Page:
Before I could offer any advice, he spouted off a list of reasons why it was OK for him to rent a hotel room on prom night. He made sure to be safe. He and his girlfriend were legal adults. He had done it before, and his emotional health seemed just fine.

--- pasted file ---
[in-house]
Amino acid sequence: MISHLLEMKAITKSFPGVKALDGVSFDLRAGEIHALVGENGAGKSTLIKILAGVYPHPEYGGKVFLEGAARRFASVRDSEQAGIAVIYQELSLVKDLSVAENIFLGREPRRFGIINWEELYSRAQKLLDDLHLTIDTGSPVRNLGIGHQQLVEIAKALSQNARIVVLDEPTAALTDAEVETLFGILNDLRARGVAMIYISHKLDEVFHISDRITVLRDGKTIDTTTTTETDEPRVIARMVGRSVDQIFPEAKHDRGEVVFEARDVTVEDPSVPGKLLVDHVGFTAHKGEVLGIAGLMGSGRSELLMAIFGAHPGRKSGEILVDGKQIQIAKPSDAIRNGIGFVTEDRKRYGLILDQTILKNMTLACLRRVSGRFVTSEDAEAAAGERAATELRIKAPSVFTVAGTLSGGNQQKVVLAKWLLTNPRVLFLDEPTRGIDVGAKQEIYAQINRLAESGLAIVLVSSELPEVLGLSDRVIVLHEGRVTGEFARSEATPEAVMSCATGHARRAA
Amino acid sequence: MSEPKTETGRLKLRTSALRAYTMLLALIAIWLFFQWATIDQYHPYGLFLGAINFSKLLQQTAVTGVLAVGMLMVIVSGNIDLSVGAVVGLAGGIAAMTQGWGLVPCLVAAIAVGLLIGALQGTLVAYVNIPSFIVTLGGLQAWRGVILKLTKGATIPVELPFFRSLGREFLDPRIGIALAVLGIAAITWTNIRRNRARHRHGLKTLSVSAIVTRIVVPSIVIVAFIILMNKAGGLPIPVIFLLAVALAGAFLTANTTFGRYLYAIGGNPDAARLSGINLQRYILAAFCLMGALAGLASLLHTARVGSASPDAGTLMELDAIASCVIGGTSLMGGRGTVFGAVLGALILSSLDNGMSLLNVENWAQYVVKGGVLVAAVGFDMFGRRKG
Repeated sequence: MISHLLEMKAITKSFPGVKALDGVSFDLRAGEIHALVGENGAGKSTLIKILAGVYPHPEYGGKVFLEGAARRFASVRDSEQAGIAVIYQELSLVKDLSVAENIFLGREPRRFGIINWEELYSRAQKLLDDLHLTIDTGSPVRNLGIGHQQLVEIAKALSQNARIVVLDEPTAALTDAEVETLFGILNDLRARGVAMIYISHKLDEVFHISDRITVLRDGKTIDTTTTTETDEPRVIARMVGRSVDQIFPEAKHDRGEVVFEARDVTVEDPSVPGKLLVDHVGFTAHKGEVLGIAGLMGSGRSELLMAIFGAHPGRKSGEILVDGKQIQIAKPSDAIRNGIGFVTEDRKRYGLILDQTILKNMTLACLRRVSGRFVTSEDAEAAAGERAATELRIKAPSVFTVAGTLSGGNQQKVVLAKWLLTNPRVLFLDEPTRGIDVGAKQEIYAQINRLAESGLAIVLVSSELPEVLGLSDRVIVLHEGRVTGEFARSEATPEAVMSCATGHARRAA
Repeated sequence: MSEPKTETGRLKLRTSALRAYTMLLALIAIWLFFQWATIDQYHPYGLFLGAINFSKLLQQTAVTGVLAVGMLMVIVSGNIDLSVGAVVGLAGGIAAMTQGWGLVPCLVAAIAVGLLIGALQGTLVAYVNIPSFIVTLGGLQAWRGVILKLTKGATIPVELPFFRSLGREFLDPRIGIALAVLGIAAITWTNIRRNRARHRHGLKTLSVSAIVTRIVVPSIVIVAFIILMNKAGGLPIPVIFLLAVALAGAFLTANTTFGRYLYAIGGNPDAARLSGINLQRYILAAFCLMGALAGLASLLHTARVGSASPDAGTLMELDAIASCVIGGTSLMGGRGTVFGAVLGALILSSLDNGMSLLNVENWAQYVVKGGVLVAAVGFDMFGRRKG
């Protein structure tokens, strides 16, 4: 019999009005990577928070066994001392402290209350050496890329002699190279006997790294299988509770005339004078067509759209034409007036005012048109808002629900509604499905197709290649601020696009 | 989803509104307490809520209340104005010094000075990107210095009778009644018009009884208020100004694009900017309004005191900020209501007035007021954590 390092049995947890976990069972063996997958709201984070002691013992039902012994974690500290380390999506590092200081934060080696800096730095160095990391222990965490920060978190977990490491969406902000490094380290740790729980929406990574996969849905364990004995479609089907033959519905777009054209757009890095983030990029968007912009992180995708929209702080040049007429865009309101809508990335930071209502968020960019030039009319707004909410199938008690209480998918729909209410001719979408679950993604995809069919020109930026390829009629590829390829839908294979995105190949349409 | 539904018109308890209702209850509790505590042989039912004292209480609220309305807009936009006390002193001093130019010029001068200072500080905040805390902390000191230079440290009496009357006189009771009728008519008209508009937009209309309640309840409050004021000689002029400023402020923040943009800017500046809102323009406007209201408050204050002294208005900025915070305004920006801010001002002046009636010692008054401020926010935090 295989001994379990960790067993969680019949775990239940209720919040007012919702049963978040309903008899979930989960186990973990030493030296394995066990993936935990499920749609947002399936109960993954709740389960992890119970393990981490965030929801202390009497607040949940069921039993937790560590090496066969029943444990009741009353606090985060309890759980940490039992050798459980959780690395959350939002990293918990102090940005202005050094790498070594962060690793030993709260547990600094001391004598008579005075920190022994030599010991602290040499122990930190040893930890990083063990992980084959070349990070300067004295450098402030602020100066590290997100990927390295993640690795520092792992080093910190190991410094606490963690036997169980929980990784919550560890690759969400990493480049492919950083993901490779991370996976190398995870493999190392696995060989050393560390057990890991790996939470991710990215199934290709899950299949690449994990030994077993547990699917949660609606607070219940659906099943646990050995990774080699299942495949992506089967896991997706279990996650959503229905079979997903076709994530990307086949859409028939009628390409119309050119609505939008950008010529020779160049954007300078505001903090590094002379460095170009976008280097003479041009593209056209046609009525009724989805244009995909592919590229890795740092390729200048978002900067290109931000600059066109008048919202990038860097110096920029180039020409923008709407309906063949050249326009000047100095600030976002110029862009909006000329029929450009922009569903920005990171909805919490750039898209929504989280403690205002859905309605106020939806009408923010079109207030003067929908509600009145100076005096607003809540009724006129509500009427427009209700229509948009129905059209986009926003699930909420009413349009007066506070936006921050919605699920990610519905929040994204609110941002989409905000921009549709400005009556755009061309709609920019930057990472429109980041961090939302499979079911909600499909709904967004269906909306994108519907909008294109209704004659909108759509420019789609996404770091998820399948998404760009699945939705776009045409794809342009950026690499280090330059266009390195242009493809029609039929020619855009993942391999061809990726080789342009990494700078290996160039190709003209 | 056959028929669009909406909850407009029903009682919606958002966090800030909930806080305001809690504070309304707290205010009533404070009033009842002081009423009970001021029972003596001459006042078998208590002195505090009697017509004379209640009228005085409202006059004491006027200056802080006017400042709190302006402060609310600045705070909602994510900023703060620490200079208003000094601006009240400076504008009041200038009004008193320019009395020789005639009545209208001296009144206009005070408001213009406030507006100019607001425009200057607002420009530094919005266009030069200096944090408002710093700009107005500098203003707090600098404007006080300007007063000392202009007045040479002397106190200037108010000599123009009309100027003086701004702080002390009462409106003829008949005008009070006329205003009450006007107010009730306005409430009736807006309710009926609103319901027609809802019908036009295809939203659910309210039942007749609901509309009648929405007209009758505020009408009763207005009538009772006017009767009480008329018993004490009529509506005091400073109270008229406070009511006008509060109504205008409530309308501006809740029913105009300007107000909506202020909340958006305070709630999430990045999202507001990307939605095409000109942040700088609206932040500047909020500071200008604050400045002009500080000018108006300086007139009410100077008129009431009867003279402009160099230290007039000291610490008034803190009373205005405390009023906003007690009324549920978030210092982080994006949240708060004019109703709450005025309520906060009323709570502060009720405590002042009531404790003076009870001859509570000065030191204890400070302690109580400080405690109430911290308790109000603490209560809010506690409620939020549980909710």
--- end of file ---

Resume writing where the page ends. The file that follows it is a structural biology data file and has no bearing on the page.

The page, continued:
I heard these excuses from a student in my youth group, a student I was supposed to be counseling. I wish I could tell you I said something that changed his mind, but I only changed the subject. That day, I realized the way I talked (and thought) about sin needed more than a makeover. It needed a renovation. In the past, I only spoke to the personal, physical consequences of sin—broken relationships, legal trouble, STDs, etc.—and my students noticed. Individualism had sneaked into my belief system, constructing obedience into a selfish statue of personal comfort. I needed a better answer than, “Sin will ruin your life.”